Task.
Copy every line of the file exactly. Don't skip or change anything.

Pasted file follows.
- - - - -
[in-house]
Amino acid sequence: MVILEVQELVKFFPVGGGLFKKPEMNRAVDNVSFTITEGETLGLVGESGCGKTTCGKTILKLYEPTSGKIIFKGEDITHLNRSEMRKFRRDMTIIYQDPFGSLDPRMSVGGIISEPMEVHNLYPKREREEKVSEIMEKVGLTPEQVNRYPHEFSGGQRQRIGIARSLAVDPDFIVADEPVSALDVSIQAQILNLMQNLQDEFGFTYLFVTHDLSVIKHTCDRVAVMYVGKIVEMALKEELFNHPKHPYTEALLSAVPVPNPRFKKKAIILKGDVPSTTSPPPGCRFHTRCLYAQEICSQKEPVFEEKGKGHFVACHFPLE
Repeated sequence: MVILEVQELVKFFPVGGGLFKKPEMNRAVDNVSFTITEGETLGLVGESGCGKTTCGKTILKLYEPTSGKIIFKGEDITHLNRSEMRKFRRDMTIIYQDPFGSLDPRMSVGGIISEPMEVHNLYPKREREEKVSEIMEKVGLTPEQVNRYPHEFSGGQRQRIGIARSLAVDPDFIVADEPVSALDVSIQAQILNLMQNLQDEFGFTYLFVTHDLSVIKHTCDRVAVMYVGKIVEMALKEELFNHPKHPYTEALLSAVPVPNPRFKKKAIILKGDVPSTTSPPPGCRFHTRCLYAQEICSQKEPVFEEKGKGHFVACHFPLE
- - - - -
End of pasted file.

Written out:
[in-house]
Amino acid sequence: MVILEVQELVKFFPVGGGLFKKPEMNRAVDNVSFTITEGETLGLVGESGCGKTTCGKTILKLYEPTSGKIIFKGEDITHLNRSEMRKFRRDMTIIYQDPFGSLDPRMSVGGIISEPMEVHNLYPKREREEKVSEIMEKVGLTPEQVNRYPHEFSGGQRQRIGIARSLAVDPDFIVADEPVSALDVSIQAQILNLMQNLQDEFGFTYLFVTHDLSVIKHTCDRVAVMYVGKIVEMALKEELFNHPKHPYTEALLSAVPVPNPRFKKKAIILKGDVPSTTSPPPGCRFHTRCLYAQEICSQKEPVFEEKGKGHFVACHFPLE
Repeated sequence: MVILEVQELVKFFPVGGGLFKKPEMNRAVDNVSFTITEGETLGLVGESGCGKTTCGKTILKLYEPTSGKIIFKGEDITHLNRSEMRKFRRDMTIIYQDPFGSLDPRMSVGGIISEPMEVHNLYPKREREEKVSEIMEKVGLTPEQVNRYPHEFSGGQRQRIGIARSLAVDPDFIVADEPVSALDVSIQAQILNLMQNLQDEFGFTYLFVTHDLSVIKHTCDRVAVMYVGKIVEMALKEELFNHPKHPYTEALLSAVPVPNPRFKKKAIILKGDVPSTTSPPPGCRFHTRCLYAQEICSQKEPVFEEKGKGHFVACHFPLE